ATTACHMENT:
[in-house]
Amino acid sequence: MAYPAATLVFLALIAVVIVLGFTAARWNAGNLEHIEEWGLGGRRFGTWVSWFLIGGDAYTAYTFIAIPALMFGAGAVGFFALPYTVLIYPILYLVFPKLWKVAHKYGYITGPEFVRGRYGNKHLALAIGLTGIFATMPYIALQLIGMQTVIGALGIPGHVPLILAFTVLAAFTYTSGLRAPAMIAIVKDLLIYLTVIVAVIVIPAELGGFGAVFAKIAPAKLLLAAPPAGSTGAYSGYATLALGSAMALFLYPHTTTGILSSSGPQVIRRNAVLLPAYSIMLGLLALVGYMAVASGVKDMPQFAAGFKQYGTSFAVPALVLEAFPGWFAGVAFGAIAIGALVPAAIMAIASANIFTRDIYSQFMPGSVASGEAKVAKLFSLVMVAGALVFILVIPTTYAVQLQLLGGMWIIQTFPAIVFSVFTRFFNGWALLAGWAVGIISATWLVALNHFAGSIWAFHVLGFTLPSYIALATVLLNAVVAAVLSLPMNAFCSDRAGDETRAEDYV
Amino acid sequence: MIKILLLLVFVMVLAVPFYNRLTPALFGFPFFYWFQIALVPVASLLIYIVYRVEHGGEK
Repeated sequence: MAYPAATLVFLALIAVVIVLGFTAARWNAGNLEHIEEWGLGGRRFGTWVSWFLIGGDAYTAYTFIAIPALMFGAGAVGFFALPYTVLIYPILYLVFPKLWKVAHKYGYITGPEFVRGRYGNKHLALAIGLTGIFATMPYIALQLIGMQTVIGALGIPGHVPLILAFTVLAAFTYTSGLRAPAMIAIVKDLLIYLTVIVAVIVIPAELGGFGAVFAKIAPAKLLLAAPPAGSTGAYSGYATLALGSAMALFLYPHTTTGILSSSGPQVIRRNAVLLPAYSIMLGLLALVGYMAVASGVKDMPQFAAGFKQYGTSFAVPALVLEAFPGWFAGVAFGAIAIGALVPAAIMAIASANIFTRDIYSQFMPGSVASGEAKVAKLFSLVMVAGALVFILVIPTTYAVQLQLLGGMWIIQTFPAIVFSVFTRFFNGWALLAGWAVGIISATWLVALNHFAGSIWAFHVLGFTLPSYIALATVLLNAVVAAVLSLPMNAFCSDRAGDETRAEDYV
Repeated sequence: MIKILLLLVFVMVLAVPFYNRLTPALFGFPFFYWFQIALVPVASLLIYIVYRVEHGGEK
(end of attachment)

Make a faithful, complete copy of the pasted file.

[in-house]
Amino acid sequence: MAYPAATLVFLALIAVVIVLGFTAARWNAGNLEHIEEWGLGGRRFGTWVSWFLIGGDAYTAYTFIAIPALMFGAGAVGFFALPYTVLIYPILYLVFPKLWKVAHKYGYITGPEFVRGRYGNKHLALAIGLTGIFATMPYIALQLIGMQTVIGALGIPGHVPLILAFTVLAAFTYTSGLRAPAMIAIVKDLLIYLTVIVAVIVIPAELGGFGAVFAKIAPAKLLLAAPPAGSTGAYSGYATLALGSAMALFLYPHTTTGILSSSGPQVIRRNAVLLPAYSIMLGLLALVGYMAVASGVKDMPQFAAGFKQYGTSFAVPALVLEAFPGWFAGVAFGAIAIGALVPAAIMAIASANIFTRDIYSQFMPGSVASGEAKVAKLFSLVMVAGALVFILVIPTTYAVQLQLLGGMWIIQTFPAIVFSVFTRFFNGWALLAGWAVGIISATWLVALNHFAGSIWAFHVLGFTLPSYIALATVLLNAVVAAVLSLPMNAFCSDRAGDETRAEDYV
Amino acid sequence: MIKILLLLVFVMVLAVPFYNRLTPALFGFPFFYWFQIALVPVASLLIYIVYRVEHGGEK
Repeated sequence: MAYPAATLVFLALIAVVIVLGFTAARWNAGNLEHIEEWGLGGRRFGTWVSWFLIGGDAYTAYTFIAIPALMFGAGAVGFFALPYTVLIYPILYLVFPKLWKVAHKYGYITGPEFVRGRYGNKHLALAIGLTGIFATMPYIALQLIGMQTVIGALGIPGHVPLILAFTVLAAFTYTSGLRAPAMIAIVKDLLIYLTVIVAVIVIPAELGGFGAVFAKIAPAKLLLAAPPAGSTGAYSGYATLALGSAMALFLYPHTTTGILSSSGPQVIRRNAVLLPAYSIMLGLLALVGYMAVASGVKDMPQFAAGFKQYGTSFAVPALVLEAFPGWFAGVAFGAIAIGALVPAAIMAIASANIFTRDIYSQFMPGSVASGEAKVAKLFSLVMVAGALVFILVIPTTYAVQLQLLGGMWIIQTFPAIVFSVFTRFFNGWALLAGWAVGIISATWLVALNHFAGSIWAFHVLGFTLPSYIALATVLLNAVVAAVLSLPMNAFCSDRAGDETRAEDYV
Repeated sequence: MIKILLLLVFVMVLAVPFYNRLTPALFGFPFFYWFQIALVPVASLLIYIVYRVEHGGEK